The Donald Trump tweets that say so much and reveal so little
It is as if the campaign is still going on.
Two weeks away from his inauguration, Donald Trump seems to prefer the role of "candidate" - flaying his opponents and aiming arrows at the federal government from the enemy camp.
It is almost as if he does not want to accept fully that he is the new chief executive who will be dealing with official Washington from the moment he drives back from the Capitol as the president on 20 January.
And his weapon of choice, forged for him like a legendary warrior's sword in the furnace of the new technology, is Twitter.
No president-elect has battled like this.
Most of them go to ground, secluded with the staff who will take over the West Wing, and make their plans. Dream their dreams, you might say.
They have followed the golden rule: do not give too much away, because it will make life more difficult when the inauguration is over and the business of power begins.
The Trump Twitter account is not just a break with that pattern, but a challenge to the very idea.
His New Year tweet (one of them, I should say) wished love to everyone "including my many enemies and those who have fought me and lost so badly they just don't know what to do".
The implication, of course, is that he does know what he is going to do. The trouble with his Twitter account is that it makes you wonder.
More than 34,000 tweets to nearly 19 million followers (many "enemies" among them, no doubt) and a narrative that has become a kind of stream of consciousness. They read like the unfiltered, disconnected thoughts of someone for whom patience is an ugly word.
You always have to say something, even if you say the opposite the next day. On Twitter, who cares?
Yet, the messages are powerful. One contemptuous tweet about the new Republican majority in the House of Representatives winding down the Office of Congressional Ethics led them to beat a humiliating retreat and cancel the plan.
Mr Trump's choice as White House press secretary, Sean Spicer, said the other day: "Whatever he tweets, he is going to drive the news."
And, bizarre though it may seem, the South Korean government is poring over them. The JoongAng Daily reported that a Twitter-watching position had been set up in the foreign ministry in Seoul "because we don't yet have an insight into his foreign policies".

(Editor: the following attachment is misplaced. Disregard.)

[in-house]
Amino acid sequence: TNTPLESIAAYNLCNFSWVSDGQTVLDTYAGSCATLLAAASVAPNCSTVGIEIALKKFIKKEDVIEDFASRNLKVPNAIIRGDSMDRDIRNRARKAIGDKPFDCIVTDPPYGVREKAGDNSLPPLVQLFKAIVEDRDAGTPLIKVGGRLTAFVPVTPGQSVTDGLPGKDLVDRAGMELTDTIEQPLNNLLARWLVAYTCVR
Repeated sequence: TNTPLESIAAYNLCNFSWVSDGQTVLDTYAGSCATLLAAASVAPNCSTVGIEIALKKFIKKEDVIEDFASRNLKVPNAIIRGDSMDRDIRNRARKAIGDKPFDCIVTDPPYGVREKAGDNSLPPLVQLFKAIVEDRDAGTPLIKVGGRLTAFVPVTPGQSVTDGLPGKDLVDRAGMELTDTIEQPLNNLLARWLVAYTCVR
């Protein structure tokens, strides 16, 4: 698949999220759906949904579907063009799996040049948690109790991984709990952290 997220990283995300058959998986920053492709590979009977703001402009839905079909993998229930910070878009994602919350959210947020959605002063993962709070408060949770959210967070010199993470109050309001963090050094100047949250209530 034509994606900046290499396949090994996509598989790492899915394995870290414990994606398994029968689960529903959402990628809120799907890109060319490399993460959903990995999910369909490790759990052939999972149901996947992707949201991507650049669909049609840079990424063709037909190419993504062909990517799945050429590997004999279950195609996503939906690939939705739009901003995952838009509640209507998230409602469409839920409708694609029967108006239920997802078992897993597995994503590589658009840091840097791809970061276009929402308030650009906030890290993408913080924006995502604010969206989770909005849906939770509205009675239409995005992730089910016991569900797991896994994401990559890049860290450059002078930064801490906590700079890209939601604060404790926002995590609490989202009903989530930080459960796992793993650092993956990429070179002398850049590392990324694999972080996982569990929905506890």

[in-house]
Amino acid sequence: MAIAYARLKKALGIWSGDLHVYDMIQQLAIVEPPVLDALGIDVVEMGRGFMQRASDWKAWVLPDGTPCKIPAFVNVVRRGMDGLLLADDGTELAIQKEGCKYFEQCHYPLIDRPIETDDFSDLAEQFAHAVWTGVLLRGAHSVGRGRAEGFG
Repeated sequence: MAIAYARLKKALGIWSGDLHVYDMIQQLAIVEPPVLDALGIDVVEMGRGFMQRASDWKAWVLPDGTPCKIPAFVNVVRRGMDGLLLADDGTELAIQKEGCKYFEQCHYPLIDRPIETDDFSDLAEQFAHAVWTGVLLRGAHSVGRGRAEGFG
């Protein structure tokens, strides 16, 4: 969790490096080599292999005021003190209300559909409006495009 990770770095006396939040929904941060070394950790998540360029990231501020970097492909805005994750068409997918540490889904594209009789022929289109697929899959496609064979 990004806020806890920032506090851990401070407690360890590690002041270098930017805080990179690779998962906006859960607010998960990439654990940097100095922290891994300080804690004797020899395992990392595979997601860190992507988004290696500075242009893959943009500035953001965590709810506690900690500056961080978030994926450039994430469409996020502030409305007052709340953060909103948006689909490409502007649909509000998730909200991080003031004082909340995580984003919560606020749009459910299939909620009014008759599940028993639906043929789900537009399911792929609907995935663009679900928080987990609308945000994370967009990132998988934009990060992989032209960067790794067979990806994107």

What insight will they get from tweets which have criticised the Central Intelligence Agency, praised Julian Assange - the Whistleblower of WikiLeaks and a bete noire to most Republicans - and praised President Putin, who gets more friendly treatment than all Democrats and some Republicans at home?
And remarkably the tweets take aim at the entire intelligence community in Washington. What precisely are the South Koreans meant to make of that?
Not too much, you may think, because who can tell how this mercurial candidate is going to be moulded into a president? We still do not know and what his Twitter account tells us - colourfully, astonishingly, sometimes hilariously - is that he is refusing to let us know.
Far from revealing what a Trump presidency is going to be like - as he says his tweets do - they have the effect of enveloping him in a thick fog.
Yes we know he will "make America great again", cut immigration, build his wall, cut taxes, be Israel's greatest ally and so on. But how he is going to build a White House team on foreign affairs and security, conduct relations with Capitol Hill, deal with allies in Nato and the rolling chaos in the Middle East, we have very little idea.
And when the first crisis arrives - as it will before long - will he be able to find the calm that he needs?
No president-elect in modern times has said so much and revealed so little.
We know how Mr Trump feels about almost everything, but about priorities, his approach to the compromises of power, the way he will deal with the bureaucracy - in practice we know very little.
A week or two before election day in November, one of his close associates told me that, if he won, Mr Trump had agreed that in office he would relinquish control of that Twitter account, because it would be inappropriate in the White House.
The satirists' loss, certainly. But, if it happens, a step into reality, at last.
Some day he has to stop being the candidate and playing that game, even though he enjoys it so much.
So the first great test for the Trump White House team is surely getting his finger off that keyboard.